Throughout the 1976 trial of a District man charged with raping his 13-year-old daughter, D.C. Superior Court Judge Nicholas S. Nunzio took on the role of prosecutor, repeatedly interfered with attempts to question key witnesses and behaved discourteously to attorneys on both sides of the case.
In this finding yesterday by the D.C. Court of Appeals, the court sternly reprimanded Nunzio in a 14-page, unsigned opinion and overturned the defendant's conviction on charges of carnal knowledge and incest.
It was the second time in fewer than three months that the high court has reversed a conviction in Nunzio's court, citing his judicial temperament and his interference with attorneys who appear before him.
During an interview in his chambers yesterday, Nunzio, just off the bench for the day and still wearing his black judge's robe, was visibly concerned about the appeals court decision.
"You can't expose (a judge) to the worst of the (criminal) cases and expect him to sit like a statue," Nunzio said, in reference to the 29 months he was assigned to preside over the count's most serious felony cases.
"It may well be that you cannot expect a judge to try one hideous crime after another or accept pleas to hideous crimes in succession," said Nunzio, a federal prosecutor before being appointed to the Superior Court bench.
"You see the worst of humanity and you sit in judgment of it and perhaps as a judge sitting there you may interject yourself more than (you) should," he said.
Nunzio recalled that among some of his cases were a baby starvation, a man who was burned to death, and a group of men who "went on a rampage" raping women all over town.
"The period I had was a period of many horrifying cases," Nunzio said "Perhaps we should consider how long we keep a judge in a felony assignment . . . We're all human beings."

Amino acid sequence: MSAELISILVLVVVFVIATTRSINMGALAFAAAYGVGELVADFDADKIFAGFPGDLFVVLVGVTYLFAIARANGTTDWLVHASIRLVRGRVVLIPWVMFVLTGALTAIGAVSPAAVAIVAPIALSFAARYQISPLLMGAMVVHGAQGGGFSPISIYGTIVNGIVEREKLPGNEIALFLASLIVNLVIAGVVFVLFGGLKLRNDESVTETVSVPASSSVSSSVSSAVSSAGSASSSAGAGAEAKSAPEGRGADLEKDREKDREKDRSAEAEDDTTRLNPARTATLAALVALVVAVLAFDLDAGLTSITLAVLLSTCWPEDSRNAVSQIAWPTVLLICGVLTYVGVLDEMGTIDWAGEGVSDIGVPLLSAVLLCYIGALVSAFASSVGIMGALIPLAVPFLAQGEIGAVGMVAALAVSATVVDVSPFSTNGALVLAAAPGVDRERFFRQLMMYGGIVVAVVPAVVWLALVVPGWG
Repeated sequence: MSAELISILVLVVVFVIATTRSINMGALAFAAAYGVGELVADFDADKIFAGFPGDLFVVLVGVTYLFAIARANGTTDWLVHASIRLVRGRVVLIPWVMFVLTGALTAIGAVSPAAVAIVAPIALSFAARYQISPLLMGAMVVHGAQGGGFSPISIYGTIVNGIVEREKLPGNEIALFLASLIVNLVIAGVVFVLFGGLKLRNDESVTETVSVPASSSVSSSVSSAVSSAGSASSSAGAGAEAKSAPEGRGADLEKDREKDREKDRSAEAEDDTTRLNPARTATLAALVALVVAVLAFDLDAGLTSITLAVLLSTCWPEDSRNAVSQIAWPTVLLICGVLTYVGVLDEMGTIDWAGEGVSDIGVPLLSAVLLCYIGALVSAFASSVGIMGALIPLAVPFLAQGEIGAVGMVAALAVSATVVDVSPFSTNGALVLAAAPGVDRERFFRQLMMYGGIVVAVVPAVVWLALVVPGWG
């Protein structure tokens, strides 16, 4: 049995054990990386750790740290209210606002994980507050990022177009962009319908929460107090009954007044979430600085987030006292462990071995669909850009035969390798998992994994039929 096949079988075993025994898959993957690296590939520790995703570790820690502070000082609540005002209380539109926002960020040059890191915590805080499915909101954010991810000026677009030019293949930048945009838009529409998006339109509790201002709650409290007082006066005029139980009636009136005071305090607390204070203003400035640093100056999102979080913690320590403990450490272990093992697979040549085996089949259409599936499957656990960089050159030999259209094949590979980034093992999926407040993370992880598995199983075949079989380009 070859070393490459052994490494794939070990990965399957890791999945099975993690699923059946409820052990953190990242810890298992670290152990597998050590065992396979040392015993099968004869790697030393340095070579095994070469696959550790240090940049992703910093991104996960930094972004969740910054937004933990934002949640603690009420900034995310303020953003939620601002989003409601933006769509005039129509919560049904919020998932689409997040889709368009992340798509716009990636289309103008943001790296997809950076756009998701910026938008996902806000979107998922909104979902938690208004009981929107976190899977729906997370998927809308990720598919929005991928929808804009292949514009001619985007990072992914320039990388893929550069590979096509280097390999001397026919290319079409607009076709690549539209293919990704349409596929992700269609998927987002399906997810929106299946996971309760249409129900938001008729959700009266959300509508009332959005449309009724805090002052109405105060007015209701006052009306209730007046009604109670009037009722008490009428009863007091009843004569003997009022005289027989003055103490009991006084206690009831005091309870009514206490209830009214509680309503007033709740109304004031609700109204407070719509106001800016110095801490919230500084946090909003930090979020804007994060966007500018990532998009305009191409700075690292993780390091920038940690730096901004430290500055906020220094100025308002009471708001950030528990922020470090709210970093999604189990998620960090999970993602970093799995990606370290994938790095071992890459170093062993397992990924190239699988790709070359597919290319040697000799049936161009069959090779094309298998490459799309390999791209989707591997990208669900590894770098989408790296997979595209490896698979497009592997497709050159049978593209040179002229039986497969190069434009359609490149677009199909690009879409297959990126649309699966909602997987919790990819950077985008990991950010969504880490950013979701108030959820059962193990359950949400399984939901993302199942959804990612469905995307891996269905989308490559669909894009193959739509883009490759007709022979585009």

Nunzio closed out his felony assignment in the fall of 1977 with completion of the trial of 12 Hanafi Muslims who were convicted after a lengthy trial, of armed kidnapping, murder, assault and other offenses in connection with the takeover of three downtown Washington buildings in March 1977.
That case has also been brought to the appeals court, and part of the defense attorneys' argument centers on Nunzio's temperament and interference during the trial.
Yesterday, however, Nunzio focused his concern on the appeals court reversal of the case of Harvey Petway, 33, who was charged with raping his then-13-year-old daughter as she was on her way to Sunday school the morning of Aug. 22, 1976.
"It was a gruesome case," Nunzio remembered.
Six days after the assault on the girl, her mother, Angela Petway, then 29 years old, recruited two men, including a nephew, and went to Petway's house in Southeast Washington to seek revenge against her estranged husband. She was to tell the court later, she felt her husband "didn't deserve to live" if he had raped the child.
At the house, in a spray of gunfire, two men were killed and two other people were injured, according to police at the time. Harvey Petway escaped unharmed through an open window.
Angela Petway eventually pleaded guilty to one count of second degree murder and is now serving four to 20 years in prison.
In December 1976, a Superior Court jury, after less than 40 minutes of deliberation, convicted Harvey Petway of the assault on his daughter. He was sentenced to serve 10 to 30 years in prison for carnal knowledge and concurrent term of four to 12 years for incest.
In its decision yesterday, however, the appeals court said "the trial court (Nunzio) loosed the reins of restraint it must hold on itself and thereby has undone the jury's work and necessitated a new trial of the charge against" Petway.
The case was heard in the appeals court by Chief Judge Theodore R. Newman Jr. and Associate Judges John W. Kern III and George R. Gallagher.
Attorney James L. Lyons, who along with Edwin A. Williams represented Petway in his appeal, said his client will remain in jail pending a court hearing on the question of bond and a new trial.
At the outset of the trial, the appeals court said, Nunzio acted like a prosecutor, directing the assistant U.S. attorney as to when he should object to questions raised by the defense so as to "save this court its time."
At sensitive points in the defense lawyer's cross-examination of the victim and her mother, Nunzio abruptly began to ask questions of the witnesses, going to the "very heart," of the defense case, the appeals court said.
The court noted that some of the questions posed by Nunzio had a "devastating" effect on the defense's case. Nunzio's participation in the trial substantially prejudiced Petway's defense and thus warranted reversal of his conviction, the high court said.
"I regret their opinion," Nunzio said. "But I abide by it."